It all makes sense when you learn that Twitter's CEO and co-founder, Jack Dorsey spent 15 years writing dispatch software for couriers, taxis and 911.
Jack's concept of "ambient social awareness" is derived from the crackling sounds of voices, coming from two-way radios, saying what patient is going to which hospital, or which passenger needs a pick-up at what location. "You have all these people roaming about a metropolis, constantly reporting on what they're doing," Jack said to me, in a recent interview. "I just found this fascinating because you get this beautiful picture of what's going on in the city."
In this interview (No. 3 of a series with Jack), we focus on how Twitter is changing the way we interact and communicate. I'm not sure Twitter feeds produce a lovely mosaic, as Jack thinks. My Twitter feed looks more like a cacophony of voices. But nonetheless, it's a picture of what's going on with people I'm following. It's my metropolis. Today, I found out that Jack was buying an electric toothbrush, my friend Graham Glass was waiting for furniture to be delivered, while venture capitalist Josh Koppelman was wondering what NBC would do now that Olympic Gold medalist, Michael Phelps, was done swimming.
As Jack put its: "Twitter has become a personal news wire."
(Note: Look below for my other interviews with Jack)
Are you there? I'm here.
Your personal news wire in 140 characters or fewer. Hmm. Is it genuine communication or a personal tabloid? If nobody is snapping pictures of those who Twitter upon walking out of a Hollywood coffee shop does it still count if they post a tweet?
Everyone wants to be acknowledged. Everyone wants to feel like they're not alone. I'm sure there are moments when posting updates, the words from Pink Floyd come to mind. "Hello. Hello. Hello. Is there anybody out there."
And, this is the beauty of Twitter. The rich tapestry of interwoven storylines comes into view when the millions of seemingly disparate updates are brought together.
These moments are called "massively shared experiences," according to Jack. For instance, when people feel a rumble, a bump or a shake in San Francisco, they update those occurrences. When it persists, said Jack, "gossip becomes fact." This may sound sobering, but on 9/11, I received an instant message from my father, saying, "My heart just sank." He was looking outside his living room window as the planes hit the tower. When I watch the Twitter streams, I wonder what it would have been like if Twitter were around then.
Is Twitter a social network?
Are you a social network? I asked. Jack says "no," though his definition of Twitter and a social network makes it sound like in fact, Twitter is. According to Jack, a social network helps you filter down to your network, or people you're interested in. Twitter lets you follow people in your social network.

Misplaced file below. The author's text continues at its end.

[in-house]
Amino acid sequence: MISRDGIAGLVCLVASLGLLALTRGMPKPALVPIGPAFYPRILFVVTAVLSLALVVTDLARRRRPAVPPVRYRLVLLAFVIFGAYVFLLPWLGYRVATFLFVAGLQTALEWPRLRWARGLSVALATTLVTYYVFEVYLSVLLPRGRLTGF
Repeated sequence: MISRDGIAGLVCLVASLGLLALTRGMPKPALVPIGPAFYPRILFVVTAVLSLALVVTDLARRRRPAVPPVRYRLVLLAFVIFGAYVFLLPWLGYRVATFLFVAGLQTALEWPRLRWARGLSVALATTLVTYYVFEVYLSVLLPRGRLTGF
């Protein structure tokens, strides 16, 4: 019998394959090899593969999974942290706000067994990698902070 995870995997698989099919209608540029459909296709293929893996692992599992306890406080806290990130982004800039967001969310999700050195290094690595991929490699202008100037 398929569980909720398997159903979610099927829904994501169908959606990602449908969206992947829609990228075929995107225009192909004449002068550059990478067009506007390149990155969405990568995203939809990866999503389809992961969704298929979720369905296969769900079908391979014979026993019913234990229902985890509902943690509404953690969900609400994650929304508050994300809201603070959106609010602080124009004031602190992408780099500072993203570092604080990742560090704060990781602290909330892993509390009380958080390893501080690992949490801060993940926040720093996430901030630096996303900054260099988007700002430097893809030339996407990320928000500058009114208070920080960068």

I have a sneaking suspicion that Jack thinks Twitter is all you need from a social network, while not exactly being one.
I'll leave the semantics aside. According to Jack, Twitter is a "communication utility," focused on the concepts of "status" and "update." The updates, and the ability to search them through Surmise, expose "trends."
The one thing about not being a social network is the ability to circumvent liability. Twitter considers itself as just the conduit, a service and platform carrying the message, much like AT&T. In other words, while social networks, like Facebook, have to set up community laws, so to speak, Twitter says: Don't shoot the messenger.
More needles per haystack
The most interesting part of the conversation was when Jack discussed how he saw Twitter changing the search paradigm and how he saw people using Twitter's search engine next year.
Because the updates are constrained to the 140-character, each word has a lot of weight and meaning, he said. It's like a "keyword." Additionally, Jack thinks that next year people will be looking for answers to questions. A lot of people who have 10k followers would only have to ask their audience a question, such as, "Should I buy the Nokia phone?" They'd instantly get tons of answers. "When you have that ability, it feels like a super power," said Jack.
"I'm a big believer in creativity through constraint," he goes on to say. "When you limit the canvas size you get more creative. A lot of creativity comes through hard times and constrained times. It makes you strive to be your best."
Jack's building a needle factory.
(Note: This interview is part of a series looking at online behavior and how technology is changing the way we socialize and communicate. In this series, I've also covered Slide and Mozes. Those interviews are below.)